July 24, 2024
  • CSIR-Central Leather Research Institute (CLRI), Chennai has inaugurated the Integrated Solar Dryer and Pyrolysis pilot project. These projects focus on urban waste management. The project is also the part of Indo-German project ‘Pyrasol’.

About Project Pyrasol:

  • Project Pyrasol is a part of the Indo-German Science & Technology Centre (IGSTC) flagship programme 2+2 Project.
  • Aim: To transform urban organic waste into biochar(charcoal produced by pyrolysis) and energy in smart cities.
  • Awarded to: The project was awarded to CSIR-CLRI by the Indo-German Science & Technology Centre.
  • Significance:The project will lead to technology development for the joint processing of Fibrous Organic Waste(FOW) and Sewage Sludge (SS) of Indian smart cities. These FOW and SS will get converted into hygienic and highly valuable biochar. Apart from that, the joint processing will also perform associated energy recovery, carbon sequestration and environmental improvement.

About Indo-German Science & Technology Centre (IGSTC):

  • The Government of India (DST) and Government of Germany(BMBF) jointly established the Indo-German Science & Technology Centre.
  • Aim To facilitate bilateral science and technology networking. Further, the IGSTC also play a proactive role in catalysing institute – industry cross-border partnerships through joint R&D efforts.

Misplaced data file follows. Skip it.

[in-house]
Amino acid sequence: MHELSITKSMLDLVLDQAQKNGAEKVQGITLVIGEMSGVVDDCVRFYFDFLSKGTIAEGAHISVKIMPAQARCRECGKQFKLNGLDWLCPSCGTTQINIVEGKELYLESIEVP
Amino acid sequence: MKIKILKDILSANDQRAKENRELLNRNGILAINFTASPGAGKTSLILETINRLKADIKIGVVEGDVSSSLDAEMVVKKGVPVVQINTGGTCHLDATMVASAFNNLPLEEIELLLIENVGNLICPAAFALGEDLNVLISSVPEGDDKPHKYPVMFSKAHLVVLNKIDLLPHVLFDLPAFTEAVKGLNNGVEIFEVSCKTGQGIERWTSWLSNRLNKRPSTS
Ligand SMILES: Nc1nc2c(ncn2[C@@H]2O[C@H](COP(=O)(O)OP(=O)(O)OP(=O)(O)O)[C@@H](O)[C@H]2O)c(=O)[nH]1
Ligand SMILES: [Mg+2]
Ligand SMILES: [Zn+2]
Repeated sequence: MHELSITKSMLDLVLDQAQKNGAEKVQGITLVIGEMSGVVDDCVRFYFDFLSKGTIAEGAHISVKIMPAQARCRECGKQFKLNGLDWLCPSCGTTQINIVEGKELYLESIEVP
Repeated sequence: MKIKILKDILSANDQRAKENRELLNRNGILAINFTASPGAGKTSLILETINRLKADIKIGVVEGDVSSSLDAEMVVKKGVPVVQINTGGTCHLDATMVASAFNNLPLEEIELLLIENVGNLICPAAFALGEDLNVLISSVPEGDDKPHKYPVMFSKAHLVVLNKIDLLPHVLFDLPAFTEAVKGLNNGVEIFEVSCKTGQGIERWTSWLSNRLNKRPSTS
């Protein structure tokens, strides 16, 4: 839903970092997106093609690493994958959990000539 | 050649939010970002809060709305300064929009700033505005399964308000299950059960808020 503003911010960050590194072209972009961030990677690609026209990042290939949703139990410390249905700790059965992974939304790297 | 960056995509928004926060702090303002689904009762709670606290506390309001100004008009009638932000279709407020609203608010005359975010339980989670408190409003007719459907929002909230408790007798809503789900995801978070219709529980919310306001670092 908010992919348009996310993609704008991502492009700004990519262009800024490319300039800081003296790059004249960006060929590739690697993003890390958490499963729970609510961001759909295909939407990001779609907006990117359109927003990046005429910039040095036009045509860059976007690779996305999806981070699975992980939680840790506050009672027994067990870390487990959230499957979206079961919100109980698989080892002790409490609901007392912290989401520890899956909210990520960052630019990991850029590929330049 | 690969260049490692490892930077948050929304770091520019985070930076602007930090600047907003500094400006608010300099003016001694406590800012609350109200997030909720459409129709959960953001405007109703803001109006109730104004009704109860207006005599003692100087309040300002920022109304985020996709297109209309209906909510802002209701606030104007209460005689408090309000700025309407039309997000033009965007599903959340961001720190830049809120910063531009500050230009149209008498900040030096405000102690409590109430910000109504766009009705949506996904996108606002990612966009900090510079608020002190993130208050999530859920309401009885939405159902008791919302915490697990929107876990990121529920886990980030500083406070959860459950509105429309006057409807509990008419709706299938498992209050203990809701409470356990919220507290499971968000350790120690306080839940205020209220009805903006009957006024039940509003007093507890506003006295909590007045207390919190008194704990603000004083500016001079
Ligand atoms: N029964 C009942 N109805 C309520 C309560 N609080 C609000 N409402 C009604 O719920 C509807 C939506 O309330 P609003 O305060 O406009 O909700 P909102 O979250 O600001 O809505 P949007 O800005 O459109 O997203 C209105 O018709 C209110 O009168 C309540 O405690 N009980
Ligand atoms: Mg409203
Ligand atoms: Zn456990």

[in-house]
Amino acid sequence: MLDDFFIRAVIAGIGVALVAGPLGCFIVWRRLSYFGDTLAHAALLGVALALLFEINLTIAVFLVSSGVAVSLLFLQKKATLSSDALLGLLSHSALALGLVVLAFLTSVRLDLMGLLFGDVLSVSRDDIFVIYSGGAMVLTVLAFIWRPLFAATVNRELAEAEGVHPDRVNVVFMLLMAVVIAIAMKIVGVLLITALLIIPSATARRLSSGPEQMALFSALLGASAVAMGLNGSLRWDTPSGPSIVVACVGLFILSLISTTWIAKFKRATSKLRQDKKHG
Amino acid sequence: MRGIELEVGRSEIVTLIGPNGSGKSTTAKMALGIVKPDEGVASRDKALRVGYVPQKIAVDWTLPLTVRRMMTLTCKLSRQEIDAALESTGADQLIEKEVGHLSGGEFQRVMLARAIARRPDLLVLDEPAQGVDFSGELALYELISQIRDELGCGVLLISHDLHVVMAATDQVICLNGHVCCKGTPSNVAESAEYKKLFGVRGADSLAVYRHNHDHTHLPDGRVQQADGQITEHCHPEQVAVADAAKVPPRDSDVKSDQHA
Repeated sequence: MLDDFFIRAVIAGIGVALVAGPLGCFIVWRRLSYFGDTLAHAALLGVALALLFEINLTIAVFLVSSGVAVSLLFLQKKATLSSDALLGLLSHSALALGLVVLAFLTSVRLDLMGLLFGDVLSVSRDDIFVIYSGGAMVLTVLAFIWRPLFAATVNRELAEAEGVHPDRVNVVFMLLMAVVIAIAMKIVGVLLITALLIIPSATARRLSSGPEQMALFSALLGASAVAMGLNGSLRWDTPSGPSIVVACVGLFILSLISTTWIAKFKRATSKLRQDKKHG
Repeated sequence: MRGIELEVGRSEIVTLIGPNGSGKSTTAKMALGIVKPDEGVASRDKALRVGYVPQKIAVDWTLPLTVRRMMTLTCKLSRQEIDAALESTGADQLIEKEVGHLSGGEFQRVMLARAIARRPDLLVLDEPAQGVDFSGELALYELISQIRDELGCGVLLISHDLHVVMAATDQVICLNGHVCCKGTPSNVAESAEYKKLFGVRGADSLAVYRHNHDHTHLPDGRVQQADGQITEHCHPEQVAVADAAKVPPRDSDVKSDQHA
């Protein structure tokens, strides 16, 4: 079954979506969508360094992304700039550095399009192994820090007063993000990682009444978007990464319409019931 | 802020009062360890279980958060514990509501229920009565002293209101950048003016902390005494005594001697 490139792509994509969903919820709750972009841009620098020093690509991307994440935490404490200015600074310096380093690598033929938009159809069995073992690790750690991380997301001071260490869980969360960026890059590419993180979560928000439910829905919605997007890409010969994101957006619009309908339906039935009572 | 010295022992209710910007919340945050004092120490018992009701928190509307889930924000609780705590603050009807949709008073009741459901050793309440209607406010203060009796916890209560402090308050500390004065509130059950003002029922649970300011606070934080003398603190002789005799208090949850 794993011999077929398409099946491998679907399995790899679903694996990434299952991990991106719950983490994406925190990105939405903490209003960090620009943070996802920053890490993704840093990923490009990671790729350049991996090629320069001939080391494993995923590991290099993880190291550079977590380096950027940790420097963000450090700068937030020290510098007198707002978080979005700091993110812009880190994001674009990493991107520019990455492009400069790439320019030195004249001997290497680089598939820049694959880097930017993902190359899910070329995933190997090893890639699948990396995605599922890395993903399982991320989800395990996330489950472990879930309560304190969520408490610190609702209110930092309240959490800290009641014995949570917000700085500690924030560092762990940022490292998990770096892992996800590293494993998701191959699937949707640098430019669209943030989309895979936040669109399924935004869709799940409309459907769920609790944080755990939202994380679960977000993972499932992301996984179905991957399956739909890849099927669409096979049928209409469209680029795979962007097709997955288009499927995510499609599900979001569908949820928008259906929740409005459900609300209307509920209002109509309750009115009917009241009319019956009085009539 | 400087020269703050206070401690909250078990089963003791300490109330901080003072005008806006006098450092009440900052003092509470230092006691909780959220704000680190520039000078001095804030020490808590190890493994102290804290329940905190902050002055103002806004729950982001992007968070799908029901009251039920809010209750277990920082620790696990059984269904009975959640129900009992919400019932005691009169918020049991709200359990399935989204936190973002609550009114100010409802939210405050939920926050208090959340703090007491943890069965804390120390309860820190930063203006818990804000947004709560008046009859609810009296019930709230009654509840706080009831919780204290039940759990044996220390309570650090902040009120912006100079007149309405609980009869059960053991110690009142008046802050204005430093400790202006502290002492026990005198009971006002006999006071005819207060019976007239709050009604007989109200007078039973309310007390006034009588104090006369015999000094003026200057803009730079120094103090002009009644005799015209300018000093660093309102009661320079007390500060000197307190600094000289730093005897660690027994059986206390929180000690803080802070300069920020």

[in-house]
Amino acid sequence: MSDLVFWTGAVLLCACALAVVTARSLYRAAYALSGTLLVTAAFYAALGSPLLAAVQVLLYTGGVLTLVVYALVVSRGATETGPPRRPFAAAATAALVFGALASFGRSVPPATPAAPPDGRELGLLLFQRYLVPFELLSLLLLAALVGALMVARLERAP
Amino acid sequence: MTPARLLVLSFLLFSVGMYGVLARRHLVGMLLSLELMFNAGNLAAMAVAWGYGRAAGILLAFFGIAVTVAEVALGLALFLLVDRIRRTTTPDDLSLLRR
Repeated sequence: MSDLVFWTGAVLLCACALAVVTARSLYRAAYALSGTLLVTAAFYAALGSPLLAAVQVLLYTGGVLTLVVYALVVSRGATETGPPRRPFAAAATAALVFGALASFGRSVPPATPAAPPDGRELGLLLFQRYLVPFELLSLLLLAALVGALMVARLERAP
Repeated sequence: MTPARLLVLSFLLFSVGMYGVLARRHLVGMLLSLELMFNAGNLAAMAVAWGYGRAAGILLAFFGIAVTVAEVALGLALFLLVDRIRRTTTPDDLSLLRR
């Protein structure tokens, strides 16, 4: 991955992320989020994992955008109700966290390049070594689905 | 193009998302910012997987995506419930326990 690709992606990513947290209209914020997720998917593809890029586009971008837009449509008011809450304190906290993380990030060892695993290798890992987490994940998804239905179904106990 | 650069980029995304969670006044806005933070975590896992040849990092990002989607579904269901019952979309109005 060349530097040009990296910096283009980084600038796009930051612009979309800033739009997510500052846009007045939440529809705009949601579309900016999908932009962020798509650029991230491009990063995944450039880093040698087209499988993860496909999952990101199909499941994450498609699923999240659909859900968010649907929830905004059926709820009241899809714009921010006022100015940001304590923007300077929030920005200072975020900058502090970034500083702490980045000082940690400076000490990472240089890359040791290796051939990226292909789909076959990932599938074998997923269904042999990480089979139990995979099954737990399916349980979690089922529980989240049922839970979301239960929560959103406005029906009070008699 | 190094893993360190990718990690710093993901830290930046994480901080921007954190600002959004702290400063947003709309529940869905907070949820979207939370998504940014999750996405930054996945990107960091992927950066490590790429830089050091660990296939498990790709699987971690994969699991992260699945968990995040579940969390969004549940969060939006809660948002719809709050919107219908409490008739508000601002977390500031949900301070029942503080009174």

What is the 2+2 Project?

  • The 2+2 project is the flagship programme of the Indo-German Science & Technology Centre(IGSTC).
  • Aim: To catalyse innovation-centric R&D projects. This is achieved by synergizing the strength of research/academic institutions and public/private industry from India and Germany.
  • Under the scheme,R&D projects will be supported through “2+2 Mode of Partnership” i.e. involvement of at least one research/academic institute and one public/private industry from both India and Germany.

About Pyrolysis:

  • Pyrolysis is a process of chemically decomposing organic materials at elevated temperatures in the absence of oxygen.
  • The process typically occurs at temperatures above 430 °C (800 °F) and under pressure.
  • It simultaneously involves the change of physical phase and chemical composition of organic material. Pyrolysis is an irreversible process.
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